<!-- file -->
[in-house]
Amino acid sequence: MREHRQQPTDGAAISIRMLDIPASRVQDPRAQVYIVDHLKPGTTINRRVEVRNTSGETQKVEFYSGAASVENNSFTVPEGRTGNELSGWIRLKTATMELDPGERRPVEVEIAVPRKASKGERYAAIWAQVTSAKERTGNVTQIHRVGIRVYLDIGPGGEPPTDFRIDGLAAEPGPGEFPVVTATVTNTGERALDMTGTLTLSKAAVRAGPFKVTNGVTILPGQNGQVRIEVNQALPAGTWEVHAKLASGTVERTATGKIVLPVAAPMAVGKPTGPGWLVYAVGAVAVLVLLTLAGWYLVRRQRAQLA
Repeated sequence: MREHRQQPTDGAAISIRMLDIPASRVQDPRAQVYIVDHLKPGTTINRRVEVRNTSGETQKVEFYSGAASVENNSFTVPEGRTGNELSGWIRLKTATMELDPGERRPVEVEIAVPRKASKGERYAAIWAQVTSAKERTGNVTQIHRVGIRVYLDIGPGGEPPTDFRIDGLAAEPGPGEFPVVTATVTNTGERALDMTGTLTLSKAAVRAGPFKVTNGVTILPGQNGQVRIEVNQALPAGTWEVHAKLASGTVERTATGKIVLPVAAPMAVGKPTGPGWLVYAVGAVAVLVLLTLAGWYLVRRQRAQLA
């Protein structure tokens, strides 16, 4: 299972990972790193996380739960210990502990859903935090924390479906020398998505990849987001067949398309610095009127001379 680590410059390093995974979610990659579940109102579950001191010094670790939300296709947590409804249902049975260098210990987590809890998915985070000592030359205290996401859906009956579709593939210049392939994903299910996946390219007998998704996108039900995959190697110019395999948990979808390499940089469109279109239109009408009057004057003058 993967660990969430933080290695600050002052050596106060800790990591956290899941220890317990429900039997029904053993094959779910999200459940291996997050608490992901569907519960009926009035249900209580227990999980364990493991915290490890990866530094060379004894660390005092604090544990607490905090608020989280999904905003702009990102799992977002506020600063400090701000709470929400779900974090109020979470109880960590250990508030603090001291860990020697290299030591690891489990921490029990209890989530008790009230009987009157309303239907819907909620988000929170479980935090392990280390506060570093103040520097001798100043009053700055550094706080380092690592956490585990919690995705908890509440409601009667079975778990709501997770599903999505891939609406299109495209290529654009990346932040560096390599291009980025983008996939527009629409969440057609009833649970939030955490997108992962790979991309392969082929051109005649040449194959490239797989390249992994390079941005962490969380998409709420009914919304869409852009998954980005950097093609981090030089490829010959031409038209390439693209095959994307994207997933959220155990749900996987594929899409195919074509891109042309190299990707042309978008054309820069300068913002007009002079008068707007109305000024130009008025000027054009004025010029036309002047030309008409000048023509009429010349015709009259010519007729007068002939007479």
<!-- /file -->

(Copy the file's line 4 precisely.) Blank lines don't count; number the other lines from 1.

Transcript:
């Protein structure tokens, strides 16, 4: 299972990972790193996380739960210990502990859903935090924390479906020398998505990849987001067949398309610095009127001379 680590410059390093995974979610990659579940109102579950001191010094670790939300296709947590409804249902049975260098210990987590809890998915985070000592030359205290996401859906009956579709593939210049392939994903299910996946390219007998998704996108039900995959190697110019395999948990979808390499940089469109279109239109009408009057004057003058 993967660990969430933080290695600050002052050596106060800790990591956290899941220890317990429900039997029904053993094959779910999200459940291996997050608490992901569907519960009926009035249900209580227990999980364990493991915290490890990866530094060379004894660390005092604090544990607490905090608020989280999904905003702009990102799992977002506020600063400090701000709470929400779900974090109020979470109880960590250990508030603090001291860990020697290299030591690891489990921490029990209890989530008790009230009987009157309303239907819907909620988000929170479980935090392990280390506060570093103040520097001798100043009053700055550094706080380092690592956490585990919690995705908890509440409601009667079975778990709501997770599903999505891939609406299109495209290529654009990346932040560096390599291009980025983008996939527009629409969440057609009833649970939030955490997108992962790979991309392969082929051109005649040449194959490239797989390249992994390079941005962490969380998409709420009914919304869409852009998954980005950097093609981090030089490829010959031409038209390439693209095959994307994207997933959220155990749900996987594929899409195919074509891109042309190299990707042309978008054309820069300068913002007009002079008068707007109305000024130009008025000027054009004025010029036309002047030309008409000048023509009429010349015709009259010519007729007068002939007479």